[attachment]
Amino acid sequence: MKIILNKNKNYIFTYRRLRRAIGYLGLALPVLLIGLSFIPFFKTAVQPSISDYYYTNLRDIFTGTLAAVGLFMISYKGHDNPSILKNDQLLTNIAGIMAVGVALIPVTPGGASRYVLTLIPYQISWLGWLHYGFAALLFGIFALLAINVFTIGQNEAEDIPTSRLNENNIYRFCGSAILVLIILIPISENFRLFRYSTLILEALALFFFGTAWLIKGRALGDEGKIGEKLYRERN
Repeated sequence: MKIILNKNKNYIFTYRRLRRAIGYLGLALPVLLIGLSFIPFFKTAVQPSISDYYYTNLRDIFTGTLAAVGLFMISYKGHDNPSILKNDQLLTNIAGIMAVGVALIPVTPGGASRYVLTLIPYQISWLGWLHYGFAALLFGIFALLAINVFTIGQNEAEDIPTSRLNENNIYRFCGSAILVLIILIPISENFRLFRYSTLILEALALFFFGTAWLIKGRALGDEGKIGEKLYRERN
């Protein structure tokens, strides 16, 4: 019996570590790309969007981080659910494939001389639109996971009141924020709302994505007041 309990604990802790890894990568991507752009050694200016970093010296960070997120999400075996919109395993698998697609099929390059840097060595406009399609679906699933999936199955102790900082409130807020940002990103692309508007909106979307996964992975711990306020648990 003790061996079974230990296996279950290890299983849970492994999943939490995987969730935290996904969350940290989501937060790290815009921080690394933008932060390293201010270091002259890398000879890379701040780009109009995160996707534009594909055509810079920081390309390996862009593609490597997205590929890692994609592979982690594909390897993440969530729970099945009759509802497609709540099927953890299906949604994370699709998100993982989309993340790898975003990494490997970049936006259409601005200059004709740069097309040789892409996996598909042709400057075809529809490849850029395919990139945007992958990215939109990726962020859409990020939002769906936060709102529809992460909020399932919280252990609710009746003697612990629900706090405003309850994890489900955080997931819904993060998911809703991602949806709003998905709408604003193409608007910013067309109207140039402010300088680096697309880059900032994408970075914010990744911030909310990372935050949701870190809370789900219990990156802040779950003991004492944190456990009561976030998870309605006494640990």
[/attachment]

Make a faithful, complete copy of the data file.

Amino acid sequence: MKIILNKNKNYIFTYRRLRRAIGYLGLALPVLLIGLSFIPFFKTAVQPSISDYYYTNLRDIFTGTLAAVGLFMISYKGHDNPSILKNDQLLTNIAGIMAVGVALIPVTPGGASRYVLTLIPYQISWLGWLHYGFAALLFGIFALLAINVFTIGQNEAEDIPTSRLNENNIYRFCGSAILVLIILIPISENFRLFRYSTLILEALALFFFGTAWLIKGRALGDEGKIGEKLYRERN
Repeated sequence: MKIILNKNKNYIFTYRRLRRAIGYLGLALPVLLIGLSFIPFFKTAVQPSISDYYYTNLRDIFTGTLAAVGLFMISYKGHDNPSILKNDQLLTNIAGIMAVGVALIPVTPGGASRYVLTLIPYQISWLGWLHYGFAALLFGIFALLAINVFTIGQNEAEDIPTSRLNENNIYRFCGSAILVLIILIPISENFRLFRYSTLILEALALFFFGTAWLIKGRALGDEGKIGEKLYRERN
């Protein structure tokens, strides 16, 4: 019996570590790309969007981080659910494939001389639109996971009141924020709302994505007041 309990604990802790890894990568991507752009050694200016970093010296960070997120999400075996919109395993698998697609099929390059840097060595406009399609679906699933999936199955102790900082409130807020940002990103692309508007909106979307996964992975711990306020648990 003790061996079974230990296996279950290890299983849970492994999943939490995987969730935290996904969350940290989501937060790290815009921080690394933008932060390293201010270091002259890398000879890379701040780009109009995160996707534009594909055509810079920081390309390996862009593609490597997205590929890692994609592979982690594909390897993440969530729970099945009759509802497609709540099927953890299906949604994370699709998100993982989309993340790898975003990494490997970049936006259409601005200059004709740069097309040789892409996996598909042709400057075809529809490849850029395919990139945007992958990215939109990726962020859409990020939002769906936060709102529809992460909020399932919280252990609710009746003697612990629900706090405003309850994890489900955080997931819904993060998911809703991602949806709003998905709408604003193409608007910013067309109207140039402010300088680096697309880059900032994408970075914010990744911030909310990372935050949701870190809370789900219990990156802040779950003991004492944190456990009561976030998870309605006494640990």